Case number: OIC-138412-L3M3Z0
6 September 2023
On 18 November 2022, the applicant sought access to the medical records of her deceased father for the period February 1989 to March 1989 while he was a patient in Limerick Regional Hospital.
On 14 December 2023, the HSE issued a decision refusing the applicant’s request under section 15(1)(a) of the FOI Act 2014. The HSE stated that its current system did not contain records in relation to 1989, and that a search carried out by its third party storage company which holds the HSE’s historic records located no relevant records. On 29 December 2022, the applicant applied for an internal review of the HSE’s decision. On 23 March 2023, the HSE issued an internal review decision affirming its original decision. It stated that the applicant, in correspondence with the HSE, provided two dates of birth for her father. The HSE said that it searched for records using both dates of birth provided, but that no relevant records were found. On 17 May 2023, the applicant applied to this Office for a review of the HSE’s decision.
During the course of this review, the HSE provided submissions to this Office in support of its decision to refuse the applicant’s request. The Investigating Officer provided the applicant with details of these submissions, including the HSE’s reasons for concluding that the relevant records do not exist. The applicant was invited to made further submissions. While she indicated by telephone that she was not satisfied with the HSE’s position, she has not made any further substantive submissions to this Office.
I have now completed my review in accordance with section 22(2) of the FOI Act. In carrying out my review, I have had regard to the submissions made by the HSE in support of its decision. I have also had regard to the applicant’s comments in her application for review and subsequent correspondence with this Office. I have decided to conclude this review by way of a formal, binding decision.
The HSE’s position is that no records relevant to the applicant’s request exist or can be found.
Accordingly, the scope of this review is concerned solely with whether the HSE was justified in refusing, under section 15(1)(a) of the FOI Act, the applicant’s request for her late father’s medical records on the basis that the records do not exist or cannot be found after all reasonable searches have been undertaken.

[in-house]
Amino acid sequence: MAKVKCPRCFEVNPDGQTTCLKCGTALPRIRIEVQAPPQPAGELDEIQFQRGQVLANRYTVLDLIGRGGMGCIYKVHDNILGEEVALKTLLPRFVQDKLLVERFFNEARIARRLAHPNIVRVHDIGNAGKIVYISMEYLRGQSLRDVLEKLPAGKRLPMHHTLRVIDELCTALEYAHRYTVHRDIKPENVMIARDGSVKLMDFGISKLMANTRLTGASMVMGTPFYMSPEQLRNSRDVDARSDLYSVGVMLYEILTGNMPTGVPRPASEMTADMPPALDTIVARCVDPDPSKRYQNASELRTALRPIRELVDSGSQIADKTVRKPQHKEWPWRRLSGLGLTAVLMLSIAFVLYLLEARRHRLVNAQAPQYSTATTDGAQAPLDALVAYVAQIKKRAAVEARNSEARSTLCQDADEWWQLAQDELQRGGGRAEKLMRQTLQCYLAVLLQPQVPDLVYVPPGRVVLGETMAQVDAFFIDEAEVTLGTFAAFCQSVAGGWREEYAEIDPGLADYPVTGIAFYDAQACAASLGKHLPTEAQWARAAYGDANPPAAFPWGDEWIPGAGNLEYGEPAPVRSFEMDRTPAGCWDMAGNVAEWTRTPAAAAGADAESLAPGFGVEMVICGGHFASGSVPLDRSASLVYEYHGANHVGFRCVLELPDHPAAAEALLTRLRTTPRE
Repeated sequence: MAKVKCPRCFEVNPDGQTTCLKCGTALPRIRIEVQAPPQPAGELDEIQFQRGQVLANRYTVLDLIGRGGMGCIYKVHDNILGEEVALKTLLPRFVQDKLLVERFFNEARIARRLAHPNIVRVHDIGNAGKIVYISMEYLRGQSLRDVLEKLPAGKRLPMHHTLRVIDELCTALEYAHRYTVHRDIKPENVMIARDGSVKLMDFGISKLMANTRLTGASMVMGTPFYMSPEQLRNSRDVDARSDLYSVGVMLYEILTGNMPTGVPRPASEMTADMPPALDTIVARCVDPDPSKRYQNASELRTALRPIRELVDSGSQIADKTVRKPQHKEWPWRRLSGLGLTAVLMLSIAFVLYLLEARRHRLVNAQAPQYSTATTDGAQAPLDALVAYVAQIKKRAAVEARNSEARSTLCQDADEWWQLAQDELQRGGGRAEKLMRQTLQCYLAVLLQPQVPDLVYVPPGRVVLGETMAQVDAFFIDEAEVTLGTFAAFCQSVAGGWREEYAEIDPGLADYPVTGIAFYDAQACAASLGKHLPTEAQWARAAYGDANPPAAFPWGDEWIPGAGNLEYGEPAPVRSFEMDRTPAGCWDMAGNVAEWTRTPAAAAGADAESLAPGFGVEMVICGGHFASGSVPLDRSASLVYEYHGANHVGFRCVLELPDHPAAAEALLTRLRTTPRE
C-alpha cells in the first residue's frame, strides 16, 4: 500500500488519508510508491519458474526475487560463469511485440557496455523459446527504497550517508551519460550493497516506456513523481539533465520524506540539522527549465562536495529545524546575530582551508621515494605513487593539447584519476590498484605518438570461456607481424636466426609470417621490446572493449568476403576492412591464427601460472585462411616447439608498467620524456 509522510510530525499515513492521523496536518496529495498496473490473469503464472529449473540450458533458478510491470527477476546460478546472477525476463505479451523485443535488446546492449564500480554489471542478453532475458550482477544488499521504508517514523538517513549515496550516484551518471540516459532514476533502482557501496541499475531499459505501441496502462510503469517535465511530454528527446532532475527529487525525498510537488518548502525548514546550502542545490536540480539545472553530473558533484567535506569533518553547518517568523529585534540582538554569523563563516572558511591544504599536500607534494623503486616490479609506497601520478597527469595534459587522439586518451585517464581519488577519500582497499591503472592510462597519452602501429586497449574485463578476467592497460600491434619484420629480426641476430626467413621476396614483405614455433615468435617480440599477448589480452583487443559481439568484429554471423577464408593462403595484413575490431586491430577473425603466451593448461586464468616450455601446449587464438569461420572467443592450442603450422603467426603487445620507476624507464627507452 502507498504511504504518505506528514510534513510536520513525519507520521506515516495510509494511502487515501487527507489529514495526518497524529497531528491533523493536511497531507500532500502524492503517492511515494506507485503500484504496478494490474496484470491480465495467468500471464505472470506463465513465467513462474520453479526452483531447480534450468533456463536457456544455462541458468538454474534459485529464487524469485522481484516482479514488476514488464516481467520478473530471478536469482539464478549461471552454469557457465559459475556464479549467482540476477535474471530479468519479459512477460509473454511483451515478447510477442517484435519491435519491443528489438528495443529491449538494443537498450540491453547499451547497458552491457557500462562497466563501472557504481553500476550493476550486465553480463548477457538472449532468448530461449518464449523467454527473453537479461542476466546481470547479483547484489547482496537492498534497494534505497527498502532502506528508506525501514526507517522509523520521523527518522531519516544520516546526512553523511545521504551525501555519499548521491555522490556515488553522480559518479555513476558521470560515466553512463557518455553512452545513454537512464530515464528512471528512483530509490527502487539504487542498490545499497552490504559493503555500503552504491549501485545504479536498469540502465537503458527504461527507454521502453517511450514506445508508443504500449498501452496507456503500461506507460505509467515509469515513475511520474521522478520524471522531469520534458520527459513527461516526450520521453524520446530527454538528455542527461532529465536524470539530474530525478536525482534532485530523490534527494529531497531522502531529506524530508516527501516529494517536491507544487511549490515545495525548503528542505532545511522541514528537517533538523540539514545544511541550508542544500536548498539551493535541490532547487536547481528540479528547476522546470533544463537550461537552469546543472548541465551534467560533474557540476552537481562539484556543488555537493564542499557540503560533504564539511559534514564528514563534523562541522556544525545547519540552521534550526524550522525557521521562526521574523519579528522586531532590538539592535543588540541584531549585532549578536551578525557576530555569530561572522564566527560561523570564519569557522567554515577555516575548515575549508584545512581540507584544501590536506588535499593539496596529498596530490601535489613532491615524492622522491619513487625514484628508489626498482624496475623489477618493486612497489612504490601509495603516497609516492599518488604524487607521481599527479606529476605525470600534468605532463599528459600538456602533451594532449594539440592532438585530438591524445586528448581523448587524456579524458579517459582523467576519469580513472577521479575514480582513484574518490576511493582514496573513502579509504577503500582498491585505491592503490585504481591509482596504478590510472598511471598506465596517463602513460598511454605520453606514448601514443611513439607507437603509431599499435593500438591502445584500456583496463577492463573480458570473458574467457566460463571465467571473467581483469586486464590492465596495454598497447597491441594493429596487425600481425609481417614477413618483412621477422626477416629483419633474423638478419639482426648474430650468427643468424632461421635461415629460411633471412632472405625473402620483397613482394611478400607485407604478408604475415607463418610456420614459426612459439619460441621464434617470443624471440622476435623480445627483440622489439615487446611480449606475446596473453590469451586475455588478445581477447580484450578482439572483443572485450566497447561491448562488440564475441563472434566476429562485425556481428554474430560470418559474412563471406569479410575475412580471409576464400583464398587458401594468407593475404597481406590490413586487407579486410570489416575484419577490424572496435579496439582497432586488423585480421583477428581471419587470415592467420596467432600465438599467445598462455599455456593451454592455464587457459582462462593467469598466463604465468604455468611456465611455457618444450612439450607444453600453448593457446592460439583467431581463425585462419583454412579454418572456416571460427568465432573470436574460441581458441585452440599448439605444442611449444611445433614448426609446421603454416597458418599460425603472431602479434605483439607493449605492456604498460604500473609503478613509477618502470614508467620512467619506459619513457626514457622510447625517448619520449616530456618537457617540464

Section 15(1)(a) of the FOI Act provides for the refusal of a request where the records sought do not exist or cannot be found after all reasonable steps to ascertain their whereabouts have been taken. Our role in cases such as this is to review the decision of the FOI body and to decide whether the decision was justified. This means that I must have regard to the evidence available to the decision maker and the reasoning used by the decision maker in arriving at his/her decision and also must assess the adequacy of the
searches conducted by the FOI body in looking for the relevant records. The evidence in “search” cases generally consists of the steps actually taken to search for the records along with miscellaneous and other information about the record management practices of the FOI body, insofar as those practices relate to the records in question.
As I have outlined above, the HSE provided this Office with details of the searches the Hospital undertook in an effort to locate records relevant to the applicant’s request and of its reasons for concluding that no relevant records exist or can be found. It also provided copies of the storage, archiving, and records retention policies. While I do not propose to repeat those details in full here, I confirm that I have had regard to them for the purposes of this review.
The HSE stated that electronic storage systems were not used in 1989. It said that given the content and the historic nature of the records sought, they would be held in hardcopy format if they existed. The HSE stated that the Hospital has no evidence that the records had or may have been destroyed other than not being able to locate them. Additionally, it stated that it is likely that the records did exist at some point as its patient information system indicates a patient identification number for the deceased, and that it was highly likely that records were generated if the patient attended from February to March 1989.